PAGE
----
Even though it has been decades since the Fab Four were all together, they are still (in their words) “bigger than Jesus”. Back in December, the Beatles catalogue was finally released on streaming services such as Spotify, Tidal, and Apple Music, and once again, they are dominating the charts. On Spotify alone, the Beatles average 6.5 million listeners per month. In addition, the average amount of time that listeners have spent playing the Beatles adds up to roughly 2,793 years. Those are some impressive numbers for a band that hasn't played together since 1970.
In honor of this accomplishment (and as a Beatles fan), I decided to make a list of the must-listen to Beatles songs for any novices looking to build their own Beatles playlist!
1. “I Want to Hold Your Hand”
Consider this the song that kicked off “Beatlemania”. In 1964, the band first played “I Want to Hold Your Hand” on Ed Sullivan's talk show and made their U.S. debut. Shortly after that, everyone from both sides of the Pond became obsessed with the Beatles -- it was the start of their hordes of screaming fans.
2. “Eleanor Rigby”
What may easily be the most depressing Beatles song, “Eleanor Rigby” proves that John Lennon and Paul McCartney were more than just pop singers -- they were masterful storytellers. The tragic tale of Ms. Rigby is loaded with beautiful imagery (“Waits by the window/wearing a face that she keeps in a jar by the door/who is it for?”) and is the most poignant song to tackle the theme of loneliness. Really, where do they all come from? (And kudos to George Martin, RIP, their producer and the “fifth” Beatle for his work on this track).
3. “Eight Days a Week”
This simple pop melody isn’t one of the most sophisticated Beatles songs, but that doesn’t make it any less charming. I dare you to listen to this song and not sing along. It’s rumored that Ringo Starr came up with the title while others say McCartney overheard it when a driver took him to Lennon’s house. Either way, I will always love this song -- eight days a week.
4. “I’ve Just Seen a Face”
McCartney actually wrote “I’m Down” and “Yesterday” the same day he recorded this little ditty, which is quite remarkable (considering how dark “Yesterday” gets). “I’ve Just Seen a Face” almost feels like a playful country romp; it wouldn’t seem out of place if Bob Dylan had recorded this one.
5. “Helter Skelter”
Contrary to his own beliefs, this song was not written for or about Charles Manson. However, “Helter Skelter” is one of the inspirations for heavy metal. So if you’re a metalhead, you can thank the Beatles for helping out with this song. (Keep in mind this is also written by McCartney, who also wrote the previous song you just listened to. Talk about diverse!)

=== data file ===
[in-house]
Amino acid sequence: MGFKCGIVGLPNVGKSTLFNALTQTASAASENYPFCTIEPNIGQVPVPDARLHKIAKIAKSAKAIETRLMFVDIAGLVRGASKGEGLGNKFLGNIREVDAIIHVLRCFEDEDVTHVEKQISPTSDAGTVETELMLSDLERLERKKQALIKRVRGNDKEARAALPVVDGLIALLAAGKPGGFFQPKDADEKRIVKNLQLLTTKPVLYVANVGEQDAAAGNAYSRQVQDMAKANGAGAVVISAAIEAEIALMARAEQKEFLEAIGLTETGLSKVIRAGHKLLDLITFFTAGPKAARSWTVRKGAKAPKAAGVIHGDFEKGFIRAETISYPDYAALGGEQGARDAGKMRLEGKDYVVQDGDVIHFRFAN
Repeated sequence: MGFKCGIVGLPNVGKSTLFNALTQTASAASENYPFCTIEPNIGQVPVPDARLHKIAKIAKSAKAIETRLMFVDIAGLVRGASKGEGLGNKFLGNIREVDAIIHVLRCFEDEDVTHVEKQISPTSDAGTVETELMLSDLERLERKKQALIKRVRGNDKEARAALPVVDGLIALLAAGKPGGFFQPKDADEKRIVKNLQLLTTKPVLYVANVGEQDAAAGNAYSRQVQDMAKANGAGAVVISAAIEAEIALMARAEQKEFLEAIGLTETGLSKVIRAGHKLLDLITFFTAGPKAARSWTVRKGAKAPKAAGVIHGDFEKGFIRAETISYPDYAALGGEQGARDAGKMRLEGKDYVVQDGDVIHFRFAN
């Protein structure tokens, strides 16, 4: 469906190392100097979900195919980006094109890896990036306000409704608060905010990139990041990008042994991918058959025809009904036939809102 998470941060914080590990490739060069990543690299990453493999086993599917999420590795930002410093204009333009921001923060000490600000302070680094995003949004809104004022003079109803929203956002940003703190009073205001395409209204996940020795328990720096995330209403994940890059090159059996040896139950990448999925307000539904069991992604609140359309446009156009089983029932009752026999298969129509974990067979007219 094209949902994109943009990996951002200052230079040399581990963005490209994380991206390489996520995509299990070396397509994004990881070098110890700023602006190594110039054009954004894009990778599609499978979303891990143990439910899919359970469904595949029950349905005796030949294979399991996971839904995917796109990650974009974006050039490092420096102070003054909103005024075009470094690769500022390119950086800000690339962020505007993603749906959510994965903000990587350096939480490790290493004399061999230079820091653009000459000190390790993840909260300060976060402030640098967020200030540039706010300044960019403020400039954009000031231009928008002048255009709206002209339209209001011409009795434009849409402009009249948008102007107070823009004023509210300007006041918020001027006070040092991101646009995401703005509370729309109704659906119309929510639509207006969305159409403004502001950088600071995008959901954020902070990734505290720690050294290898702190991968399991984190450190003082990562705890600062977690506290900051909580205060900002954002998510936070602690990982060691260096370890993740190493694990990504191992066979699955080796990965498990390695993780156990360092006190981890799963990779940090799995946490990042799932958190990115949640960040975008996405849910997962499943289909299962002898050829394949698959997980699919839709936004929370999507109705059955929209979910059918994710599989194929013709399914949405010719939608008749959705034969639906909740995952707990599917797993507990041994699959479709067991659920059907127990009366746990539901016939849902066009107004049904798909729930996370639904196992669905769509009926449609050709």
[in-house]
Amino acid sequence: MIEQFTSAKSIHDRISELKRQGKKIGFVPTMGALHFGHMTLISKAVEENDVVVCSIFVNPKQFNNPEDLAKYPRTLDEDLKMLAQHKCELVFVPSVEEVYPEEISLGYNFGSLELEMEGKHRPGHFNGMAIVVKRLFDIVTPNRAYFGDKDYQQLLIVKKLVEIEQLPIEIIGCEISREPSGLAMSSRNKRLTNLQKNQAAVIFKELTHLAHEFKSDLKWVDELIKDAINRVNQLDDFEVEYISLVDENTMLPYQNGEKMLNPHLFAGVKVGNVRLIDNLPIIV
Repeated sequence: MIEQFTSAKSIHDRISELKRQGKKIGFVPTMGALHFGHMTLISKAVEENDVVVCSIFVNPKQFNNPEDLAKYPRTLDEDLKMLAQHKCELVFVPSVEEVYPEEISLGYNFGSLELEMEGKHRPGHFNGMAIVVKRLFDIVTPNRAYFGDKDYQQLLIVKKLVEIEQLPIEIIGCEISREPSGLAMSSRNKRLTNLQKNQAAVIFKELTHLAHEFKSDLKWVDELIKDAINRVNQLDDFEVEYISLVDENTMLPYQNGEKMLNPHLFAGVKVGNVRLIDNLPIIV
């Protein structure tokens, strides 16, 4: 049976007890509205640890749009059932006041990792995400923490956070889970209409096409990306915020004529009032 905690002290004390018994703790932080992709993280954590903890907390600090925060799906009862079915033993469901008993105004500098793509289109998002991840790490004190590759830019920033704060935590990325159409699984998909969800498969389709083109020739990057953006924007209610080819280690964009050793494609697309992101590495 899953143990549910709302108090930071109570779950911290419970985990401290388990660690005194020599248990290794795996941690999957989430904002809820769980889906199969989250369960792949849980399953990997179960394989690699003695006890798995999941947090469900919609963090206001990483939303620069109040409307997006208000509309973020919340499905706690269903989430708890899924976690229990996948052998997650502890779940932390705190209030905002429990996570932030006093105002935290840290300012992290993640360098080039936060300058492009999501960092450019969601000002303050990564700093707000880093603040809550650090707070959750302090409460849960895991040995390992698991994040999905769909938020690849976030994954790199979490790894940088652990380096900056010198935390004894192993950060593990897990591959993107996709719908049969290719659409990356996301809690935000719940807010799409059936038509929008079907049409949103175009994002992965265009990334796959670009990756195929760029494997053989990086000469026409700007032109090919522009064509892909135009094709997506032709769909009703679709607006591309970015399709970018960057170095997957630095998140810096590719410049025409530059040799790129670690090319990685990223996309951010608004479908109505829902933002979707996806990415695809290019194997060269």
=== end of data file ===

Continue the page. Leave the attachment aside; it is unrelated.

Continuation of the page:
6. “Hey Bulldog”
For a long time, this was considered the “cool” Beatles song -- it was never released as a single, so it’s what we would call a “catchy deep cut.” Since then, the song has actually inspired many indie rock groups including Spoon. Once again, the Beatles inspired new genres of music.
7. “Act Naturally”
While everyone knows that the Beatles covered The Isley Brothers’ “Twist and Shout”, few know that they also covered country songs. Ringo (my favorite Beatle -- he’s so underrated) took the lead vocals on “Act Naturally”, a cover of a Buck Owens song. Interestingly, Ringo actually pulls off country quite well. It’s a shame he hasn’t done more country. Now that you’re done answering fan letters, Ringo, may I suggest you record more country songs?
8. “While My Guitar Gently Weeps”
What may be George Harrison’s darkest and most beautiful contribution to Beatles canon, “While My Guitar Gently Weeps” is certainly a haunting number. Eric Clapton’s guitar solo adds to the power of the song, as well as the gentle piano. You can feel the roots of early-'70s rock through Clapton’s solo.
9. “I Am the Walrus”
This may be the Beatles at their psychedelic finest. The individual pieces of “I Am the Walrus” don’t really make much sense (and the lyrics are certainly free association), but for some reason, when you put it all together, it just works. Kudos to all the obscure literary references.
This one gets you right in the feels. Seriously, haven’t we all yearned for yesterday? McCartney once again proves his writing prowess with “Yesterday” as he mourns for a long lost love. The lyrics are simple, but that’s why they work.
11. “Paperback Writer”
This may be my favorite Beatles song (and that’s not just because I’m a writer). The three-part harmony and the upbeat tempo make it impossible to not like. Plus, it’s a song about writers, so yes, that is a big reason as to why I like it!